'There's obviously different criteria or different screening done for different sports,' Durant said. 'We just want to make sure that we go about it the right way. I would be surprised if it didn't happen at some point in the future.'
ABC Sports signed off on its final official PGA TOUR event Sunday at the Tour Championship, having declined to bid on the tour's six-year TV deal that starts next year.
To mark the occasion, former executive producer Mark Loomis and lead announcer Mike Tirico flew into Atlanta for a dinner party Thursday night. Tirico came from the West Coast, then immediately returned for his next assignment.
Loomis previously left for the NFL Network.
And while ABC still has the Target World Challenge in December, it likely was the final appearance of Ryder Cup captain Paul Azinger, which might come as a relief to the brass at PGA TOUR headquarters.
During Thursday's telecast, Nick Faldo noted that Stephen Ames received unofficial, last-place money because he withdrew with an injury, prompting him to wonder what happened to the money available with Tiger Woods and Phil Mickelson not playing.
'I thought it went to the commissioner,' Azinger said.
Furman Bisher, the Atlanta Journal-Constitution sports columnist who has covered the Masters every year since 1950, turned 88 on Saturday. 'A double snowman on your scorecard doesn't look very good, but when it's your birthday, you're doing all right,' he said. ... While the TOUR Championship featured eight players who had not won, there were 13 PGA Tour winners who were not at East Lake last week ... Greg Norman will make his debut in the Father-Son Challenge on Dec. 2-3 in Orlando, Fla., playing his son, Gregory. Players must have won a major to be eligible. ... Lorena Ochoa has to finish sixth or better this week to mathematically eliminate Annika Sorenstam from the LPGA Tour player-of-the-year race. Sorenstam has won the award the last five years.
Adam Scott hit the final shot of the 2006 season by tapping in for par to win the TOUR Championship. He will hit the first shot of the 2007 season as the last player to qualify for the winners-only Mercedes-Benz Championship.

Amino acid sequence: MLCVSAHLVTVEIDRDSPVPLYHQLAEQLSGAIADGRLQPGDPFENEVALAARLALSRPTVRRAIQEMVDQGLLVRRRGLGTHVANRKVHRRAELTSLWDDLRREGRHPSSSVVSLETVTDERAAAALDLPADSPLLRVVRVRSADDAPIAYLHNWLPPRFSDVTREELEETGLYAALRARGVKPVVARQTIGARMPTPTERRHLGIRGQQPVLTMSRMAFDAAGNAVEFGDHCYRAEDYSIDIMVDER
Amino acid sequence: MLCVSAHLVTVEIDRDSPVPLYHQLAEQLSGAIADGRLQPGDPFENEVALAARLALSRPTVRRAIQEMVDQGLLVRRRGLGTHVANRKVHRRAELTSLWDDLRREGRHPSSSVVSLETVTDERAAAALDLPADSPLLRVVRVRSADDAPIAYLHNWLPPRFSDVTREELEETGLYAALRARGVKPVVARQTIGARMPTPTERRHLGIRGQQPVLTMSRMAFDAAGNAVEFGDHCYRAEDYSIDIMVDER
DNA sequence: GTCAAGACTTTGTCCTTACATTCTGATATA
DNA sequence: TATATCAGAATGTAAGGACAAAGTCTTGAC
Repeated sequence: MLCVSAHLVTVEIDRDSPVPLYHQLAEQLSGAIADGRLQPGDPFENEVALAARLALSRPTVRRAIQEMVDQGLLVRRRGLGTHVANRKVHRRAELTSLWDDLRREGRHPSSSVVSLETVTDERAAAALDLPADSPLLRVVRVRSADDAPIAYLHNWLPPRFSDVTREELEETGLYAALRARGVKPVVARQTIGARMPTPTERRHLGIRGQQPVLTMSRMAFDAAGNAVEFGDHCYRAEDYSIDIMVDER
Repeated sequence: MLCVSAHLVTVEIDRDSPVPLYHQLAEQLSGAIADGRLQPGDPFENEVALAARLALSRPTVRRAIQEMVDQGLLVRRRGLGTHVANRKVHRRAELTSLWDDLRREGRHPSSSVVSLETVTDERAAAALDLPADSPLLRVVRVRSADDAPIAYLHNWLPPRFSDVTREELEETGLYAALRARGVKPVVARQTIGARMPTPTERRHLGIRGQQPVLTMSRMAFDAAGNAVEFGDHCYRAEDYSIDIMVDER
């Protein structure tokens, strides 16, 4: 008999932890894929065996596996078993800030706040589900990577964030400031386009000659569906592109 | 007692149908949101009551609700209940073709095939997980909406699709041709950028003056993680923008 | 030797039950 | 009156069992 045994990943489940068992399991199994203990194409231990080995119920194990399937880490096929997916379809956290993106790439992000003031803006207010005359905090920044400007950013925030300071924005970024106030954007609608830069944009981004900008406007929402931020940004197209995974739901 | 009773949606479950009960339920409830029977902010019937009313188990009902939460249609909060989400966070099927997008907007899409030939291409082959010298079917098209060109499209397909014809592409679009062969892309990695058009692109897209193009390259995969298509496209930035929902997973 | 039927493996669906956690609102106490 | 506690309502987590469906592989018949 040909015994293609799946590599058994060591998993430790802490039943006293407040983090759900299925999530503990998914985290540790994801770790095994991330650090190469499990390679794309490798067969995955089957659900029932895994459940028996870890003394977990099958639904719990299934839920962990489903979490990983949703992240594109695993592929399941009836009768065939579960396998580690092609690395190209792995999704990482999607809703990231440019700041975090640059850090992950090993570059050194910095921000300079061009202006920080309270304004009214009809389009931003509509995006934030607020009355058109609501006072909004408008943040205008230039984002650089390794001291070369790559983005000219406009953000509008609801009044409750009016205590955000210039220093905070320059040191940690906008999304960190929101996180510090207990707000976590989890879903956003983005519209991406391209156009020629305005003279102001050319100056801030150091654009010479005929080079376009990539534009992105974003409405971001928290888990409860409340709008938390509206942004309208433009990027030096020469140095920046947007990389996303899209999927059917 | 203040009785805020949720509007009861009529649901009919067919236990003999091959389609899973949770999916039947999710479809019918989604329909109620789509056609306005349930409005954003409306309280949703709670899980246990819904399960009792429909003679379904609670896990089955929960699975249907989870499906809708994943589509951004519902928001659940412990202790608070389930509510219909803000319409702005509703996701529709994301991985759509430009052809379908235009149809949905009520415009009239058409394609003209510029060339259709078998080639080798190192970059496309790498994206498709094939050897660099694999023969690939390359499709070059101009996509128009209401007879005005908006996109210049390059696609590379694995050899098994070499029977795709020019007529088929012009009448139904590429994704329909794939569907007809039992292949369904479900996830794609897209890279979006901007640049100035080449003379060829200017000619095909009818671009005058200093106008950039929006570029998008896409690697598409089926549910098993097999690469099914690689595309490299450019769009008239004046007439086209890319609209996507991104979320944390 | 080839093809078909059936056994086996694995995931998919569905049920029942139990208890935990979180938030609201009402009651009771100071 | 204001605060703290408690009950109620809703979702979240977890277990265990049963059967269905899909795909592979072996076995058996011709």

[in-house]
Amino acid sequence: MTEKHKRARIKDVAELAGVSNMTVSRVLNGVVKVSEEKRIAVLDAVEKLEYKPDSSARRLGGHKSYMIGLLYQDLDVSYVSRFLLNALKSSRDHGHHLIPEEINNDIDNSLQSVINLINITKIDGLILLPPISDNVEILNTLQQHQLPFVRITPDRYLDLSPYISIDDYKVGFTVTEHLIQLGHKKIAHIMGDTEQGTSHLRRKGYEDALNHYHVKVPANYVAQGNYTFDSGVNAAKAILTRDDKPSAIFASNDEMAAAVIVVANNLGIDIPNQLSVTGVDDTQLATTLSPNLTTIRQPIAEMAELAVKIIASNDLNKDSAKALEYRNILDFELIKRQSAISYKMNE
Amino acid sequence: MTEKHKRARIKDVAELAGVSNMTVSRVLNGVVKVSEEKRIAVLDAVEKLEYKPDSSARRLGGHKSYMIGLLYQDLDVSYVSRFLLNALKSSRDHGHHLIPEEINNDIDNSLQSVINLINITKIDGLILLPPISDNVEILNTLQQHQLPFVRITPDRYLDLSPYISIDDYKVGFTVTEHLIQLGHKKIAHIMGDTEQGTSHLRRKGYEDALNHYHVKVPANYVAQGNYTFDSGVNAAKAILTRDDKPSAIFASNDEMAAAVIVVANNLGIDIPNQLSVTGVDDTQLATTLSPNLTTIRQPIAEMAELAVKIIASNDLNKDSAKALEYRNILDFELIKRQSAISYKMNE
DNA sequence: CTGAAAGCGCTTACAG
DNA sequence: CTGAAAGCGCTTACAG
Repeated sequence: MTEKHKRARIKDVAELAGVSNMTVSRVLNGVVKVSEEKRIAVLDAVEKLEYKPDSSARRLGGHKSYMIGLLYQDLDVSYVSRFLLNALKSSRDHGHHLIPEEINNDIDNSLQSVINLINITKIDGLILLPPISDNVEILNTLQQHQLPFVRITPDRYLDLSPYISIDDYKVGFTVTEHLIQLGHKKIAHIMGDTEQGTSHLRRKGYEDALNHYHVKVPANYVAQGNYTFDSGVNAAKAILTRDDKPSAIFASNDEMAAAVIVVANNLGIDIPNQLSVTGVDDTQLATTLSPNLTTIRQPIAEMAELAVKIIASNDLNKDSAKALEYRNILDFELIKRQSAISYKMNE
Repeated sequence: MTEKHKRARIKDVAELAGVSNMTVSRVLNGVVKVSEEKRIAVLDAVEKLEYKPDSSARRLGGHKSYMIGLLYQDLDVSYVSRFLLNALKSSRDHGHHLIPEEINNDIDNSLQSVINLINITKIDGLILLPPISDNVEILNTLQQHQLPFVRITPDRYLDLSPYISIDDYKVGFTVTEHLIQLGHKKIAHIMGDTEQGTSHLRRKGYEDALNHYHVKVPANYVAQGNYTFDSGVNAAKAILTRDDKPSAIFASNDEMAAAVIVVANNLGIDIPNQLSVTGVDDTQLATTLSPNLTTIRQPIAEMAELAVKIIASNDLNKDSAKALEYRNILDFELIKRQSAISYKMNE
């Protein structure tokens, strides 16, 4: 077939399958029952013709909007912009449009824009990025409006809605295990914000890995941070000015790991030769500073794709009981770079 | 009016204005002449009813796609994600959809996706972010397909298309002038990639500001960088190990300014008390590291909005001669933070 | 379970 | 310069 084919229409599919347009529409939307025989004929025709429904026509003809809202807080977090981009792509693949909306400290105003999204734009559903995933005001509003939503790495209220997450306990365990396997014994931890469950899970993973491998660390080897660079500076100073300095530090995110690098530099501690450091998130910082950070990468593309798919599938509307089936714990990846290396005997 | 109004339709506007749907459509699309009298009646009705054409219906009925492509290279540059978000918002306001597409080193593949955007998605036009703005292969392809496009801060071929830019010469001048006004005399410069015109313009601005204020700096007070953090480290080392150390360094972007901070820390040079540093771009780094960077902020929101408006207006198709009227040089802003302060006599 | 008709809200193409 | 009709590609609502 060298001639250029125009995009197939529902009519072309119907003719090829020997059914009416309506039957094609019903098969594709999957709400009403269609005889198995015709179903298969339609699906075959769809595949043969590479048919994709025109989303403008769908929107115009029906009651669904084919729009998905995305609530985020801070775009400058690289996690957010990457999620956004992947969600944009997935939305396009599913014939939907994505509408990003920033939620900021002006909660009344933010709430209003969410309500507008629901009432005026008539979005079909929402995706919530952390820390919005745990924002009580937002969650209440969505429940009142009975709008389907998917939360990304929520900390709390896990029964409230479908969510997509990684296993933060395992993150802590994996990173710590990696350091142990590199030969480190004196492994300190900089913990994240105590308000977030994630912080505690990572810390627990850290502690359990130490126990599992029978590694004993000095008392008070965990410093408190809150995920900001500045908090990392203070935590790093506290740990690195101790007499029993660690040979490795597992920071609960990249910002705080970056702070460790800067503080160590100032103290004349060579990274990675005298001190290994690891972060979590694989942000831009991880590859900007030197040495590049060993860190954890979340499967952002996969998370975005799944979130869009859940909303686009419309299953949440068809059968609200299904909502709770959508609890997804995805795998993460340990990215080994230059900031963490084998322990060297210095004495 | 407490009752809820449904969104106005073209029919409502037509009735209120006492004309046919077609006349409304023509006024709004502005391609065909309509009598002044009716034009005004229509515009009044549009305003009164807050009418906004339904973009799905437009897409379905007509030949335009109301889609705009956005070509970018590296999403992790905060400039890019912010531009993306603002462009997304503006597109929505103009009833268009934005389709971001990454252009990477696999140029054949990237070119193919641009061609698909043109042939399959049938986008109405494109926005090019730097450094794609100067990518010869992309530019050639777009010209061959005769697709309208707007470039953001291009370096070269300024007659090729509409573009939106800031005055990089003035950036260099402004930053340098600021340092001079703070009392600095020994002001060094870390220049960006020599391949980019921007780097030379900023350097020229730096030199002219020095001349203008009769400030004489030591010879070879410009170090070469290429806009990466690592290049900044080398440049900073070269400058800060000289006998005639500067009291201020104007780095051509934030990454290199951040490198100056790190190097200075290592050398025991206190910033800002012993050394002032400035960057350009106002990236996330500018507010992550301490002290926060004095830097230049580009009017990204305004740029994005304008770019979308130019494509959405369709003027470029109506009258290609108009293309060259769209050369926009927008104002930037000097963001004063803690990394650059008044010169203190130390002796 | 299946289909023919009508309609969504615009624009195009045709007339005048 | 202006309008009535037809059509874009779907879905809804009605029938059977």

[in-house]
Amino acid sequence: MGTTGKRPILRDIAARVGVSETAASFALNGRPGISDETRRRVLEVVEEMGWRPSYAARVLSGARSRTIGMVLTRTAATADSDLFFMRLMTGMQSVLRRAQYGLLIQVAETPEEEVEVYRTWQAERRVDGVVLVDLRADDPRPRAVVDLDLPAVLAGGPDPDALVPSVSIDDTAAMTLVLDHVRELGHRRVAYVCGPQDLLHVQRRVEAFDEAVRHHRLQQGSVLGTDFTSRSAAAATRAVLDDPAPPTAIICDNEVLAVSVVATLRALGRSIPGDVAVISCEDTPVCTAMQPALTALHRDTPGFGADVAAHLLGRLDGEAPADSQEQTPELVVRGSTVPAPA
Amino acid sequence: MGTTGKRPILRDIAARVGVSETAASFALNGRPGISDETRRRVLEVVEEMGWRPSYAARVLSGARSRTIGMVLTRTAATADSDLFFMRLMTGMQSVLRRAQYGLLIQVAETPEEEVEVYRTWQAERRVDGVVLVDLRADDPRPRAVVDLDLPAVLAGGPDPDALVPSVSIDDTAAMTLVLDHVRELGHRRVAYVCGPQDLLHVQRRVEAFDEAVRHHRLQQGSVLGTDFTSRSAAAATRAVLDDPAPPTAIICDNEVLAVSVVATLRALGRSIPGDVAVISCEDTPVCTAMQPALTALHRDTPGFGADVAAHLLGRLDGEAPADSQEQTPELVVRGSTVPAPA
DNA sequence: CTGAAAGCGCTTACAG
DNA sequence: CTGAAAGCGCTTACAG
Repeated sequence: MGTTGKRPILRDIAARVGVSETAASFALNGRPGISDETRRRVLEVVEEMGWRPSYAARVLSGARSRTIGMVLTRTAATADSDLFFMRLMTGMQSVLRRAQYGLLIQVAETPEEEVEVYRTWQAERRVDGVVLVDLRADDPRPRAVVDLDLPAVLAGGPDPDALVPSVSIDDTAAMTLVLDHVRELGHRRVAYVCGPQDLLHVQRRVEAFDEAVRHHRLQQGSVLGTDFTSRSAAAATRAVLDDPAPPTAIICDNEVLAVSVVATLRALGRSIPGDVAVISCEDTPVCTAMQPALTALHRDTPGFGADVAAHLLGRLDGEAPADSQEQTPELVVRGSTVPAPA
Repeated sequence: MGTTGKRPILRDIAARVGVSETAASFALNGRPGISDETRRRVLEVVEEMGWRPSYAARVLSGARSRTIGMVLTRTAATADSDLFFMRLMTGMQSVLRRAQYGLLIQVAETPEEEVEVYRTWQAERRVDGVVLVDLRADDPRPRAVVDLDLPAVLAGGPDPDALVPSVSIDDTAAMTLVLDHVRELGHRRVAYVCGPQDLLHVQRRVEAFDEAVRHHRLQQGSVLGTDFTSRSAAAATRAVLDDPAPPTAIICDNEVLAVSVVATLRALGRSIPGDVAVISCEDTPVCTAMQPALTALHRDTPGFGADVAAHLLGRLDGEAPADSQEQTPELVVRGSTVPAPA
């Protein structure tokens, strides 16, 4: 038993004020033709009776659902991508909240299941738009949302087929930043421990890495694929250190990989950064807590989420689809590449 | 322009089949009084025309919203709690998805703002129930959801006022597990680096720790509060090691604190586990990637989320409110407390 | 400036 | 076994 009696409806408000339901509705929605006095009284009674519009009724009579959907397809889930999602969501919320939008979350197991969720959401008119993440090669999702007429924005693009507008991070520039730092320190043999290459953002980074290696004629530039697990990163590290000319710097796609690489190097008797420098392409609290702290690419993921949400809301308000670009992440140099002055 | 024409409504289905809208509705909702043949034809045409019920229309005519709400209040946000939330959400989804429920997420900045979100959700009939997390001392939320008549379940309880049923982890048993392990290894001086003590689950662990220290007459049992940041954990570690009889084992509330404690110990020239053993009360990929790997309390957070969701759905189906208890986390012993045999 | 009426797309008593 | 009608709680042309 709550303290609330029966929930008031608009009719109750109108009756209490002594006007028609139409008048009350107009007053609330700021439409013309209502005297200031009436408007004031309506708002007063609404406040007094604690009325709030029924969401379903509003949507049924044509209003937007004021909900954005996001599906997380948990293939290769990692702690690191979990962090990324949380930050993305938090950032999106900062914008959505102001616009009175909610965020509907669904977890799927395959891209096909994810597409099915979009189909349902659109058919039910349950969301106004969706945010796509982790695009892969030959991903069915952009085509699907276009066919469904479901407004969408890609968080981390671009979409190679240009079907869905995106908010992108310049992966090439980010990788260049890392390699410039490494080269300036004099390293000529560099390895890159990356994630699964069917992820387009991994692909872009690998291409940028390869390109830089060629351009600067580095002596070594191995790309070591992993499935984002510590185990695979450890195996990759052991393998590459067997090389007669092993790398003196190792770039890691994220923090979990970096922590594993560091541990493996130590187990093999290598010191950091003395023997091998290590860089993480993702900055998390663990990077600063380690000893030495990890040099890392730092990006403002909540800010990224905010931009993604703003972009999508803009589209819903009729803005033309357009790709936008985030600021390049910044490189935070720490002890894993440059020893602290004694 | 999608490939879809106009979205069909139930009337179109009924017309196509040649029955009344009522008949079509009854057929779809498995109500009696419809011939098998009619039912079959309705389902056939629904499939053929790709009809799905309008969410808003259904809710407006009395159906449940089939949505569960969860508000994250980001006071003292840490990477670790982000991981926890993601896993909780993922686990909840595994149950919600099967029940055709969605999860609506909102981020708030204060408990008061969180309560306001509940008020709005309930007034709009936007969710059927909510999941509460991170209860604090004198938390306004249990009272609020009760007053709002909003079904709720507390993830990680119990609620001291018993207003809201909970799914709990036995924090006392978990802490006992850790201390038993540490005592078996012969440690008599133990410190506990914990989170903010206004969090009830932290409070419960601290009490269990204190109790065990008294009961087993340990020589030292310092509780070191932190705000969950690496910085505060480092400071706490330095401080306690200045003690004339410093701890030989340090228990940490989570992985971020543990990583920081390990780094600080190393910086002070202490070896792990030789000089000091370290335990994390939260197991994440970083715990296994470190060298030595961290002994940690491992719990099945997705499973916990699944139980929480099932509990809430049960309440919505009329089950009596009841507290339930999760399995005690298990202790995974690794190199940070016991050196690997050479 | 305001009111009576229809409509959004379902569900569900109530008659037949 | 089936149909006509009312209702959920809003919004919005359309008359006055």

'You're asking the wrong person. Neither one looks like me.' -- Jim Furyk, asked to compare the golf swings of Tiger Woods and Adam Scott.
Copyright 2006 Associated Press. All rights reserved. This material may not be published, broadcast, rewritten or redistributed.
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Kelly beats Monty with two-shot swing on final hole

By Associated PressJanuary 21, 2018, 3:21 am

KAILUA-KONA, Hawaii – Jerry Kelly made an 18-foot birdie putt on the final hole, Colin Montgomerie missed a 6-footer for par and Kelly turned a one-shot deficit into a victory Saturday in the Mitsubishi Electric Championship, the season opener on the PGA Tour Champions.

After Kelly drove it well right into lava rocks on the par-4 16th, leading to bogey and giving Montgomerie the lead, Montgomerie made a mistake with his tee shot on the last, finding a fairway bunker. Montgomerie's approach went over the green and after Kelly converted his birdie, the 54-year-old Scot jammed his par putt well past the hole.

Full-field scores from the Mitsubishi Electric Championship

It was the third win on the over-50 tour for the 51-year-old Kelly, who finished tied for 14th last week at the PGA Tour's Sony Open in Honolulu. That gave him confidence as he hopped over to the Big Island for his tournament debut at Hualalai. The limited-field event includes winners from last season, past champions of the event, major champions and Hall of Famers.